Antonio Damasio, in the latest of his series of books on the mind-body relationships and the neurological process by which we possess a mind, focuses on the distinguishing features of the human experience of the ‘Self’. Well recognized for his use of comparative biology, Damasio explains that consciousness is a phenomenon that emerges in lower animals, and up the evolutionary ladder becomes a ‘proto-self’, finally emerging in humans as the core self and finally fully developed ‘autobiographical’ self. This in turn relates to the gradual development of the structures of the brain beginning with the brainstem, then the thalamus and finally the cerebral cortex.
The characteristics of the human ‘autobiographical’ self is distinguished by its ability to form mental links to the past and project ourselves into the future, forming a continuity. Damasio argues based on his studies with children born without a cerebral cortex that the sense of the self is not a purely cerebral cortex mediated phenomenon, and the so-called ‘lower’ brain structures too play an important role in its identity.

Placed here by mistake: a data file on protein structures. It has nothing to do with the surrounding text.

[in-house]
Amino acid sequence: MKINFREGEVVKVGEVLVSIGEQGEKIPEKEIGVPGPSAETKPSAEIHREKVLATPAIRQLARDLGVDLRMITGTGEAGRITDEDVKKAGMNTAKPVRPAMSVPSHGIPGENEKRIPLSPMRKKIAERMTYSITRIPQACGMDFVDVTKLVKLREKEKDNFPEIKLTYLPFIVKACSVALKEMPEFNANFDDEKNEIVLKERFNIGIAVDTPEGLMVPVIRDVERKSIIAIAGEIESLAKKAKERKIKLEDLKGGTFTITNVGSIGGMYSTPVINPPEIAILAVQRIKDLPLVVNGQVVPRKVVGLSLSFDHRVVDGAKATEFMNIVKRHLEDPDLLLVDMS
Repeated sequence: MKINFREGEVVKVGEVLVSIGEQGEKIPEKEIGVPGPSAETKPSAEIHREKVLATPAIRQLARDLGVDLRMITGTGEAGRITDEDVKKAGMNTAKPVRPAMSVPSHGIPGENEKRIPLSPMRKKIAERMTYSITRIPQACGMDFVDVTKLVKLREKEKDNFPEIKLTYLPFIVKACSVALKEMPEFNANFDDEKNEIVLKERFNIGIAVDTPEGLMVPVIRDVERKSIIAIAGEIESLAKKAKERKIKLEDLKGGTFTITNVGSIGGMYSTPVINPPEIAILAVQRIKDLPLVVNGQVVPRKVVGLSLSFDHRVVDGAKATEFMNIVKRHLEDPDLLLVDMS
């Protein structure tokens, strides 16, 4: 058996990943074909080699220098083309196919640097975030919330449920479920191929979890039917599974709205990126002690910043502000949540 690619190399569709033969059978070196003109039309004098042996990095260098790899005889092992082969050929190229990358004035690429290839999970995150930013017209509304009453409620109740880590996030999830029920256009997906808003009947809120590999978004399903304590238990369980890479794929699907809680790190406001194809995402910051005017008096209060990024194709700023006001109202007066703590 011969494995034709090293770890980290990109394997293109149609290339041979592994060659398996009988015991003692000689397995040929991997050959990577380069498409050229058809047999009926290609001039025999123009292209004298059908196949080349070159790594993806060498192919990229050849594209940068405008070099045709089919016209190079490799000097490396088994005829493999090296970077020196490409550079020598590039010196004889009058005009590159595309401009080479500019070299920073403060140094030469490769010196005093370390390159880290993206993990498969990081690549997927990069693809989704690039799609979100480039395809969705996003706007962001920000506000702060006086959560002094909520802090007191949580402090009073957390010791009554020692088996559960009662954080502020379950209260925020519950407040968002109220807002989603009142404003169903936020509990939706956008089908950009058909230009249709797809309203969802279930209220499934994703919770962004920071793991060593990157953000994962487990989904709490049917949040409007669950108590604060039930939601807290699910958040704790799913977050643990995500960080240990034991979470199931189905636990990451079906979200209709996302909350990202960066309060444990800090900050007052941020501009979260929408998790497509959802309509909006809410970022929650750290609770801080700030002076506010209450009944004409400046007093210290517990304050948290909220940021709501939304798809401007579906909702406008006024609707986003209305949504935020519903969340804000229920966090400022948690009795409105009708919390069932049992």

Antonio Damasio, Professor of Neuroscience at the University of Southern California, has made several important contributions to the neurobiology of the mind. His most famous idea perhaps is demonstrating that emotions play an extremely important role in cognition. Damasio has stated on several occasions that his working hypothesis about consciousness – that consciousness is identical with brain function, may not be a generally popular view in many circles. He has been on record stating that: ” I have a difficult time seeing scientific results, especially in neurobiology, as anything but provisional approximations.”
Perhaps Damasio in recent years has produced one of the most complete accounts of how the brain gives rise to thoughts, feelings and an identity of the Self, based on neurological studies carried out by him. This new book perhaps covers quite some ground from his previous books, extending the model to a neurological view of the Self.
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